Is "Arminian" Theology really Semi-Pelagian?

Discussion in '2004 Archive' started by Dr. Bob, Jun 22, 2004.

  1. Dr. Bob

    Dr. Bob
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    A simple definition to start the debate.

    Pelagian theology believes man receives God grace via works, rituals, rites of the church, et al. There is meritorious benefit in works.

    Semi-Pelagian as related to salvation deals with this same meritorious benefit of works, but in relationship to security (or keeping our salvation).

    Most modern Wesleyan or Arminian theologians will argue that they are certainly not Pelagian or even "semi" Pelagian.

    Floor is open for discussion.
     
  2. Charles Meadows

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    I think I might define the terms a little more specifically.

    PELAGIANISM: The theology of Pelagius sees man as very self-sufficient. Adam's sin harmed him and NOT humanity. Men have free will and BY THEMSELVES can attain a level of perfection necessary for salvation. Grace is given to those who merit it - and as such grace is not really necessary for salvation.


    SEMI PELAGIANISM: This position asserts that Christ died for all and thus His grace is available to all. Unlike Pelagianism this position very much sees man as unable to properly affect his own salvation - he must accept Christ's offer. Importantly here MAN takes the first step.

    Pelagius lived in the 5th century AD during a time when the prevailing views of believers were essentially semi-pelagian.

    The "semipelagian" position proper was articulated in the form of Cassianism, Molinismin, and to a certain extent Arminianism in response to the bold assertions of the Reformers.

    I find both "Arminianism" and Roman Catholicism to be outwardly "semipelagian" when compared to supralapsarian calvinism. Consider however that there was no man named "Semipelagius". And the term "semipelagian" is often used in a pejorative sense. Thus most knowledgeable Catholics and Wesleyans object to simply being called semipelagian. Molina and Ott rejected the idea that man ALONE takes the first step in initiating salvation - rather they argue that man's will and God's enabling grace act cooperatively.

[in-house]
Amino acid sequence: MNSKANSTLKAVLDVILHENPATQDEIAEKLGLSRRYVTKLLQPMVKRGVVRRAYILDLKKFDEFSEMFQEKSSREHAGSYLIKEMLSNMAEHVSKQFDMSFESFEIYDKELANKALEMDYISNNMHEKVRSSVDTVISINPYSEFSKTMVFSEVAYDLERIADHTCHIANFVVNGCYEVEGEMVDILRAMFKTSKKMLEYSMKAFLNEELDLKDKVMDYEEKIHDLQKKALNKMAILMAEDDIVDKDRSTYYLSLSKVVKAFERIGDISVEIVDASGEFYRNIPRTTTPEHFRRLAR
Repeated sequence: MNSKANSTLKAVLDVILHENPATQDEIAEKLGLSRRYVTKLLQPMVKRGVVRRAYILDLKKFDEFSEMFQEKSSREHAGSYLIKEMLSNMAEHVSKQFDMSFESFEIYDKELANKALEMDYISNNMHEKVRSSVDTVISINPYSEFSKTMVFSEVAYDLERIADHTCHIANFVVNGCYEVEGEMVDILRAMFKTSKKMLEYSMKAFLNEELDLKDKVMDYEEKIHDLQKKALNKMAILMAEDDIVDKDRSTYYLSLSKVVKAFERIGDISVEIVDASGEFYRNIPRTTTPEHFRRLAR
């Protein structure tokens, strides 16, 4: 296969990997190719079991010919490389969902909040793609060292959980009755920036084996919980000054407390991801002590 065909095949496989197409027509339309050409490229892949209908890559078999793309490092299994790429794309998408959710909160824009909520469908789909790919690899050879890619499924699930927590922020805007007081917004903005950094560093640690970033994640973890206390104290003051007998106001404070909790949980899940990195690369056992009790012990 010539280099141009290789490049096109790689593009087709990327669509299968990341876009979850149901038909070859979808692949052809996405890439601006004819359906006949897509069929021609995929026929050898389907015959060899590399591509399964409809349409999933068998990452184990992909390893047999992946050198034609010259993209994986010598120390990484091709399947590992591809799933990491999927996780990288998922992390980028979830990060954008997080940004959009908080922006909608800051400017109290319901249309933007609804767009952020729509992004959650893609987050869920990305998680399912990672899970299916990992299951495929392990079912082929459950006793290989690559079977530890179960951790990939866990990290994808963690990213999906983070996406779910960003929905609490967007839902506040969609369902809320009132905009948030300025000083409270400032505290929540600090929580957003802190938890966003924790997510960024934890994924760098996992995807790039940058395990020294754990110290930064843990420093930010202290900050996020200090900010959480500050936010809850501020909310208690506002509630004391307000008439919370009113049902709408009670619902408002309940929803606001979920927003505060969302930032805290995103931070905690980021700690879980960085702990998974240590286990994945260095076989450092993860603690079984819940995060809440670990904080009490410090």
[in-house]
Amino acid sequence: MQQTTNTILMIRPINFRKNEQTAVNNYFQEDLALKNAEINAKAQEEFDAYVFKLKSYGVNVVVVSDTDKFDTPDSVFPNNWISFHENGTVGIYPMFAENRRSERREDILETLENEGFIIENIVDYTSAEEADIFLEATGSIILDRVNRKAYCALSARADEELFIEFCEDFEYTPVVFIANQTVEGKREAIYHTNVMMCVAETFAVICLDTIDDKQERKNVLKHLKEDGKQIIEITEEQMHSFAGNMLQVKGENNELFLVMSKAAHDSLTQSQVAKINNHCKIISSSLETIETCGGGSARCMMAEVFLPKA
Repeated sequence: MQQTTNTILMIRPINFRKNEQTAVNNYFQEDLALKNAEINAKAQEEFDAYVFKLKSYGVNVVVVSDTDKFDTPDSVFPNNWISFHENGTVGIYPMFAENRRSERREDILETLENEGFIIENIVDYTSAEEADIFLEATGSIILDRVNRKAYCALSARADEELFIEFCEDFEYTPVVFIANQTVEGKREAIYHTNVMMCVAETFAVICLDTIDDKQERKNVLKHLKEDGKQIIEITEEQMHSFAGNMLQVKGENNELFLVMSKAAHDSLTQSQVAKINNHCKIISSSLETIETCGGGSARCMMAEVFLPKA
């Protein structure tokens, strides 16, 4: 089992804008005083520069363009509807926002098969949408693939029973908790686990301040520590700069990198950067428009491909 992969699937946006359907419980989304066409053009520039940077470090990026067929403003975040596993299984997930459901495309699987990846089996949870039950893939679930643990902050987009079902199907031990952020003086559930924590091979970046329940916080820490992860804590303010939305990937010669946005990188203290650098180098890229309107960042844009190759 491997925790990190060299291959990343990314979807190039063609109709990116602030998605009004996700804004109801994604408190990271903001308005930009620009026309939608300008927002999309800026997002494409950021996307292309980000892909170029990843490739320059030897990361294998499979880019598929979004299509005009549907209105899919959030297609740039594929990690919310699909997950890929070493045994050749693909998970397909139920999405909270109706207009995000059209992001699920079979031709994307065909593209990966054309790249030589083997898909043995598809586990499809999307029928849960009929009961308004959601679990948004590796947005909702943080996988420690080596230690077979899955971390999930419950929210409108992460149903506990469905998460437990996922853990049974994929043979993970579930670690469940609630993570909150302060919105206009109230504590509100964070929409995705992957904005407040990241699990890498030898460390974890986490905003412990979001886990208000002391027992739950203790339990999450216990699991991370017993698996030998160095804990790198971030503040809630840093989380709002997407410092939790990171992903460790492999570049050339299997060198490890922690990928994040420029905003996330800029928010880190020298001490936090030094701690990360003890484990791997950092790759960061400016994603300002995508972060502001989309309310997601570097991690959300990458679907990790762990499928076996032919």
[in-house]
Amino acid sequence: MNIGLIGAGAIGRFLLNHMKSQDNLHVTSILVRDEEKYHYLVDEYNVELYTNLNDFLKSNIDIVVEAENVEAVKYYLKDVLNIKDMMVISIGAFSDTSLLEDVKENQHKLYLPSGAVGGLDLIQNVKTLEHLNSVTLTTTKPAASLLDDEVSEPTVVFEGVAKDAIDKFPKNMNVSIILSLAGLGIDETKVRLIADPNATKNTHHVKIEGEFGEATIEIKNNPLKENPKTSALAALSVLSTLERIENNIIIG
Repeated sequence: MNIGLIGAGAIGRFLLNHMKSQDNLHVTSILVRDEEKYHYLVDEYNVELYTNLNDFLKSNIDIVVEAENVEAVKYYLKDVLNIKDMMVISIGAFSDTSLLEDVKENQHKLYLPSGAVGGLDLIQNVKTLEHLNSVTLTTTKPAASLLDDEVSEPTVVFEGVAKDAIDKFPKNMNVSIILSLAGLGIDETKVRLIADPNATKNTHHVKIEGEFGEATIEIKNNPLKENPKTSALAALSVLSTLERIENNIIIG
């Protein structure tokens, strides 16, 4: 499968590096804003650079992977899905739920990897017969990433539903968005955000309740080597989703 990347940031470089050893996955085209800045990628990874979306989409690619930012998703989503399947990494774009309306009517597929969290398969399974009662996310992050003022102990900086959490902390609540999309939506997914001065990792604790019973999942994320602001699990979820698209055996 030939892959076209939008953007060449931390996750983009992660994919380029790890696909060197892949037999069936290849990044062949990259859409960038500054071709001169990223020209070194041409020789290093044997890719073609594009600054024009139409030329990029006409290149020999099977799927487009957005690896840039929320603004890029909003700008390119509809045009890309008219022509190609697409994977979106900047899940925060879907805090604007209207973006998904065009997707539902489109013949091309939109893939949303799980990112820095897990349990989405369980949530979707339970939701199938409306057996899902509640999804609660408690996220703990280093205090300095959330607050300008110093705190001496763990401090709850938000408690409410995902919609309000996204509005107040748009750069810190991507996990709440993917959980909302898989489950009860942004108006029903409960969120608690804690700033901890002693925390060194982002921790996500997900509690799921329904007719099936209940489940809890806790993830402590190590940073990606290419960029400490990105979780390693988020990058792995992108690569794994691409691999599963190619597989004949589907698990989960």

As such neither catholicism nor "Arminianism" truly conforms to the "semipelagianism" against which the reformers inveighed - but they are similar in allowing man's free will.
     
  3. Craigbythesea

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    No.
     
  4. Craigbythesea

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    H. Orton Wiley, an Arminian theologian and the author of Christian Theology, writes in Volume II of that work,

    If Arminian theology is Semi-Pelagian, most Baptists are also Semi-Pelagian because most Baptists share both Arminian and Calvinistic views.
     
  5. Matt Black

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    My understanding of Arminius' position is that, initially at least, he rejected merely Beza's supralapsarianism ie: hyper-Calvinism. Therefore classical Arminianism is arguably only one step removed from Calvinism, and therefore not semi-Pelagian.

    I think the real issue is where the 'weight' lies re salvation - is it primarily or totally a sovereign work of God or does it involve at least a conscious, free response from man?

    As a slight tangent, I would class RCs as at least semi-Pelagian since, despite their theoretical adherence to Augustine, they rely in practice upon to an extent a works-based salvation, albeit they regard their sacraments as the most important 'works'. Their Scriptural justification here would appear to be James 2:14ff. I'd be interested in your exegetical and other comments on that passage in the light of the OP, since I'm preaching on that text on August 8th

    Yours in Christ

    Matt
     

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